Policy Study

Airport Security

Time for a New Model

Executive Summary

The legislation that created the Transportation Security Administration (TSA) and the current approach to aviation security, though well-intentioned, was poorly thought out and is fundamentally flawed. It mandated costly changes in some aspects of aviation security, without any analysis of relative risks, costs, or benefits. Consequently, it has wasted passengers’ time and absorbed large sums of money that could have done more to improve security if used in other ways. With new leadership at the TSA and its parent agency, the Department of Homeland Security, the time is ripe for rethinking how this country approaches airport security.

There are three basic flaws in the current model. First, the law presumes that all air travelers are equally likely to be a threat, and mandates equal attention (and spending) on each-which is very wasteful of scarce security resources. Second, the TSA operates in a highly centralized manner, which is poorly matched to the wide variation in sizes and types of passenger airports. And third, the law puts the TSA in the conflicting position of being both the airport security policymaker/regulator and the provider of some (but not all) airport security services.

DHS Secretary Michael Chertoff and TSA Administrator Edmund “Kip” Hawley have called for re-orienting security policies along risk-based lines. At the same time, the Government Accountability Office has found that today’s very costly airport screening is little better than what existed prior to “federalization” of this function-and that the performance-contracting approach implemented on a pilot-program basis at five airports appears to have worked slightly better than the TSA-provided screening. Both factors set the stage for fundamental reform.

This report calls for three such reforms, to address the three fundamental flaws in the current approach. First, to remove the inherent conflict of interest, the TSA should be phased out of performing airport screening services. Instead, its role should become purely policymaking and regulatory (and better balanced among all transportation modes). Second, the screening functions should be devolved to each individual airport, under TSA oversight. And third, screening and other airport security functions should be redesigned along risk-based lines, to better target resources on dangerous people rather than dangerous objects.

Devolving screening responsibilities to airports would mean that each airport could decide to meet the requirements either with its own workforce or by hiring a TSA-approved screening contractor. This model has been used successfully in Europe and Israel since the 1980s and has worked very well. Funding would be re-allocated to airports on a monthly (or at least quarterly) basis, rather than annually as at present. This would permit a much better match of screener numbers to actual passenger throughput, in the rapidly changing airline environment.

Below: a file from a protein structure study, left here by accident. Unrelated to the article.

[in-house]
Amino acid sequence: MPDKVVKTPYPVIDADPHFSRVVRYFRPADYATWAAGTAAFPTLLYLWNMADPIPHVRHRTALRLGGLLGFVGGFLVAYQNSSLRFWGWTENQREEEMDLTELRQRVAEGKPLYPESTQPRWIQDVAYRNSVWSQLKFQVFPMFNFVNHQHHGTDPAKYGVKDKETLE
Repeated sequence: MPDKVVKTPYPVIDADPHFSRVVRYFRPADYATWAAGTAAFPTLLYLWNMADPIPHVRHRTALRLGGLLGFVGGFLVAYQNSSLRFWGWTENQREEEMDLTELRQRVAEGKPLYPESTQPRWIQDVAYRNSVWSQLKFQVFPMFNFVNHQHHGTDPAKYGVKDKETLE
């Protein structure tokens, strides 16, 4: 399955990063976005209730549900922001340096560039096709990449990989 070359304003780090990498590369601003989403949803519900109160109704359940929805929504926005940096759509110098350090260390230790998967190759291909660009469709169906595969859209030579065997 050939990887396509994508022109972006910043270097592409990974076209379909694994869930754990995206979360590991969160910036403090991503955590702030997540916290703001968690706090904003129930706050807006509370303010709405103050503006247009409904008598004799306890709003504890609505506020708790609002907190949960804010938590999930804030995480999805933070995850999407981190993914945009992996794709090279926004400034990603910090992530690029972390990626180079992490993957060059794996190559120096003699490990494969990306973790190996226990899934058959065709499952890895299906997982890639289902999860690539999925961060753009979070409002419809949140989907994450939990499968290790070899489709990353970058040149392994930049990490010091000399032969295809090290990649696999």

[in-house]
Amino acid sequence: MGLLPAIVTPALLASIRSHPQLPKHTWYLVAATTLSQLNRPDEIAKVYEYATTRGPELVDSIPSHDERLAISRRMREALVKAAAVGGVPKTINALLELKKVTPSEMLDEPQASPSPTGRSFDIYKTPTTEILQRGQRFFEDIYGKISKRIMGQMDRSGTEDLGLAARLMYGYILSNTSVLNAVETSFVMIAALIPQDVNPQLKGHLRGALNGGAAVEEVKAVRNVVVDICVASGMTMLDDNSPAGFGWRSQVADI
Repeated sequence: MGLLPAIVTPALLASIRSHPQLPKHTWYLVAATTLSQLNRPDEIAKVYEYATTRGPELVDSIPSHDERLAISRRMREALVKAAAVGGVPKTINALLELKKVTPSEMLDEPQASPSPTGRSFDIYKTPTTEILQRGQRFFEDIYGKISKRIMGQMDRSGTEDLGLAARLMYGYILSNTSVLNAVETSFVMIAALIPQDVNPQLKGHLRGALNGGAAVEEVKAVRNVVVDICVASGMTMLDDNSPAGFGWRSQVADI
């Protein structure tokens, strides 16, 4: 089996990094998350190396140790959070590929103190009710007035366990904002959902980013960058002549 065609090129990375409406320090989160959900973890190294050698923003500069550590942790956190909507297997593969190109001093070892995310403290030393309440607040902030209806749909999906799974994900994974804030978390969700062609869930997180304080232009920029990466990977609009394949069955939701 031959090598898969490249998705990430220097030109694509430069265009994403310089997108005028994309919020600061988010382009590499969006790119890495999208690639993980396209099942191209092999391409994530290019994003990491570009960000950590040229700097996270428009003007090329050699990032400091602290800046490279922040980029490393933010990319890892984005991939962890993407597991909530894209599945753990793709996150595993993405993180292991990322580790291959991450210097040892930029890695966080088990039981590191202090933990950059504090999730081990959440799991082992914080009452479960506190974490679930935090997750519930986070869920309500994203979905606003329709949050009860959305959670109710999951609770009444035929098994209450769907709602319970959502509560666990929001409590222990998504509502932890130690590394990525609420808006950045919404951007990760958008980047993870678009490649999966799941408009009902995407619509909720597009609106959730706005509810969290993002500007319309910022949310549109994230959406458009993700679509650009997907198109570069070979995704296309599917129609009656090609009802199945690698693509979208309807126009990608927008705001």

And with the funding managed at the airport level, airport managers would have strong incentives to finance the upgrading of baggage-screening systems to make them less labor-intensive. At most larger airports, this would mean replacing lobby-based EDS machines with automated, in-line EDS systems. At smaller airports, it would replace labor-intensive ETD installations with EDS machines transferred from larger airports. These changes alone would save over $700 million per year in screener staffing costs nationwide.

A risk-based model would separate passengers into three groups: low-risk, high-risk, and ordinary. Low-risk travelers would be those who qualify for Registered Traveler status. They would get expedited checkpoint processing and their bags could usually bypass EDS screening. This change would cut future EDS acquisition costs by $1 to $2 billion, and would yield another $200 million annual savings in baggage screener costs. High-risk travelers would receive mandatory body scans and explosive-detection inspection of both checked and carry-on baggage.

These changes would free up resources to use for increased security in lobby areas and on the tarmac, as well as improved control of access by non-passengers to secure areas. Overall, this set of risk-based changes would put much greater emphasis on guarding against the threat of explosives (as opposed to just weapons) getting onto planes, as well as the threat of suicide bombers in terminals and on planes.

In addition, by putting all airport security functions under the control of the airport (instead of dividing them between airport and the TSA, as today), and putting all these functions under armslength TSA regulation, overall airport security would be more integrated and more effective, and the whole program would be more accountable. And freeing up nearly $1 billion a year from screening would provide the resources for reconfiguring passenger checkpoints and beefing up the other aspects of airport security.